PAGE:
While the benefits for faculty and students of participating in a comprehensive undergraduate research experience have been fairly well articulated, it does leave room to consider what additional benefits could arise if best practices related to mentor training and support were identified and implemented. Would such information help faculty be more efficient in their mentoring efforts? Would student learning be enhanced? What would be the impact of a mentor training program to the university culture and the community of mentors? These questions and others are potential areas of investigation for the upcoming Center for Engaged Learning Research Seminar on Mentoring Undergraduate Research.  Check back for a call for applications, next month.


Clark, R. A., Harden, S. L., & Johnson, W. B. (2000). Mentor relationships in clinical psychology doctoral training: Results of a national survey. Teaching of Psychology, 27, 262–268.

Dolan, E. & Johnson, D. (2009). Toward a holistic view of undergraduate research experiences: An exploratory study of impact on graduate/postdoctoral mentors. Journal of Science Education and Technology, 18, 487-500.

Hart Research Associates (2013). It Takes More Than a Major: Employer Priorities for College Learning and Student Success. Liberal Education, 99 (2), 1-8.

Hunt, D. & Michael, C. (1983). Mentorship: A career training and development tool, Academy of Management Review, 8, 475 – 480.

Johnson, B. W. (2006).  On being a mentor. New York: Psychology Press.

Jones, B.F., Valdez, G., Nowakowski, J. & Rasmussen, C. (1994) Designing learning and technology for education reform. North Central Regional Educational Lab., Oak Brook, IL.

Jones, B.F., Valdez, G., Nowakowski, J. & Rasmussen, C. (1995) Plugging in: Choosing and using educational technology.. North Central Regional Educational Lab., Oak Brook, IL.

Kierniesky, N.C. (2005). Undergraduate research in small psychology departments: Two decades later. Teaching Psychology, 32(2), 84-90.

Kuh, G. D. (2008). High-impact educational practices: What they are, who has access to them, and why they matter. Washington D.C.: Association of American Colleges and Universities.

Lopatto, D. (2003).  The essential features of undergraduate research.  CUR Quarterly, 24, 139 – 142.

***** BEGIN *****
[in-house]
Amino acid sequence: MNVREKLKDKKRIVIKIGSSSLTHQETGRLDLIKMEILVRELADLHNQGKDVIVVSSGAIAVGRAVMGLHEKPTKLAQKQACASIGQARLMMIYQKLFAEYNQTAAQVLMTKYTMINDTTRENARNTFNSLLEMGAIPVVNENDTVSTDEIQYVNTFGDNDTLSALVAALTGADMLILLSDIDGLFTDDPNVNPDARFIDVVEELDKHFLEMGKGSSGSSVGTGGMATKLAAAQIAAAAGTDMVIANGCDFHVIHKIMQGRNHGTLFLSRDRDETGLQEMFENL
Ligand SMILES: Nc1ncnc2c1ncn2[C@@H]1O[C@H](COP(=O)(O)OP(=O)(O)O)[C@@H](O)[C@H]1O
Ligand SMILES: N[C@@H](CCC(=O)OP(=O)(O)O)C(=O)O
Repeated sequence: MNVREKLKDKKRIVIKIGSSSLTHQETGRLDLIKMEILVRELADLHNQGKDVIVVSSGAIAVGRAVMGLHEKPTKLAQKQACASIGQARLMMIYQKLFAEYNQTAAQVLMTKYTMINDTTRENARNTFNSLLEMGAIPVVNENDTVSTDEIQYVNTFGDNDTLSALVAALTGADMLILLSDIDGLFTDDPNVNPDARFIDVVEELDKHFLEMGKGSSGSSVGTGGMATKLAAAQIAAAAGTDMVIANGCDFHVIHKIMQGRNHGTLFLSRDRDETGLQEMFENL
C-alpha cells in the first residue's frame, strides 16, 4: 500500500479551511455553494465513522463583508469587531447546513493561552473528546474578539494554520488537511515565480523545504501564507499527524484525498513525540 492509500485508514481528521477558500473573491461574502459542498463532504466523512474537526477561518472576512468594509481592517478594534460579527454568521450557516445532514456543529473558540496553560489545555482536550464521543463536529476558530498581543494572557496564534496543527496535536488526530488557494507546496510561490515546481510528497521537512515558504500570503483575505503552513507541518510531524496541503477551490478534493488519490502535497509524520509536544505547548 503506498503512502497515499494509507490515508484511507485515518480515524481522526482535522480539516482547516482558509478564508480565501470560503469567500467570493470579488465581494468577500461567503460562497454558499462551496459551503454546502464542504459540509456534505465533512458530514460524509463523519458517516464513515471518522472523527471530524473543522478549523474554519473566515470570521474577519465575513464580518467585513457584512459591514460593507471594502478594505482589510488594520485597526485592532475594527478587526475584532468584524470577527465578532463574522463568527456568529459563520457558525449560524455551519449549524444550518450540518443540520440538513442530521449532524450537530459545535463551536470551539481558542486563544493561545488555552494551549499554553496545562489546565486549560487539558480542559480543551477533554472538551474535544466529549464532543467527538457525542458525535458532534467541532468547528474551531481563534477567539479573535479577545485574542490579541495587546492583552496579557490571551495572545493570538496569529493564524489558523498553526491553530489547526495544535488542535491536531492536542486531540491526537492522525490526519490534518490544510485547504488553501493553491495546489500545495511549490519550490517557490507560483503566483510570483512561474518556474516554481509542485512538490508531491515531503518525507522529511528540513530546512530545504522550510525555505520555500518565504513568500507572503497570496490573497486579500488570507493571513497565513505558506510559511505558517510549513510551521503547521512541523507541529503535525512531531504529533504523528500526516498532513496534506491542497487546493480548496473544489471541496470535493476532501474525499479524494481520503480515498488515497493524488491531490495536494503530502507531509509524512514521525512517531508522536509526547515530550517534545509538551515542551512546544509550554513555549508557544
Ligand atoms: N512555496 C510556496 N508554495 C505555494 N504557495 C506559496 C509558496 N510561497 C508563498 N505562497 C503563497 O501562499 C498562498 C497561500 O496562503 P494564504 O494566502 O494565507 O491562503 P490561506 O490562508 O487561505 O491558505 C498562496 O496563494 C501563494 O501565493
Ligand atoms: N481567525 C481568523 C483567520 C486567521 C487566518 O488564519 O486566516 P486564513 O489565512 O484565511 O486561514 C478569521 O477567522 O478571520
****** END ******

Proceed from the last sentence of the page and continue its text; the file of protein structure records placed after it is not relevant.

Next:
Lopatto, D. (2006). Undergraduate research as a catalyst for liberal learning.  Peer Review, 8 (1), 22-25.

Noe, R.A., Greenberger, D.B., & Wang, S. (2002). Mentoring: What we know and where we might go. Research in Personnel and Human Resources Management, 21, 129 – 173.

Page, M.C., Abramson, C.I., & Jacobs-Lawson, J.M. (2004). The National Science Foundation Research Experiences for Undergraduates Program: experiences and recommendations. Teaching of Psychology, 31(4), 241-247.

Rowlett, R. S., Blockus, L. & Larson, S. (2012).  Characteristics of excellence in undergraduate research (COEUR).  Council on Undergraduate Research, Washington, DC.

Seymour, E., Hunter, A. B., Laursen, S. L., & DeAntoni, T. (2004). Establishing the benefits of research experiences for undergraduates in the sciences: First findings from a three-year study. Science Education, 88(4), 493 – 534.

Thomas, E. & Gillespie, D. (2008). Weaving together undergraduate research, mentoring of junior faculty, and assessment: The case of an interdisciplinary program. Innovations in Higher Education, 33, 29-38.

Paul Miller is a Professor of Exercise Science and Director of Undergraduate Research at Elon University.

How to cite this post

Miller, Paul. 2013, August 15. How Do We Support Faculty to Develop as Mentors of Undergraduate Research? [Blog Post]. Retrieved from https://www.centerforengagedlearning.org/how-do-we-support-faculty-to-develop-as-mentors-of-undergraduate-research/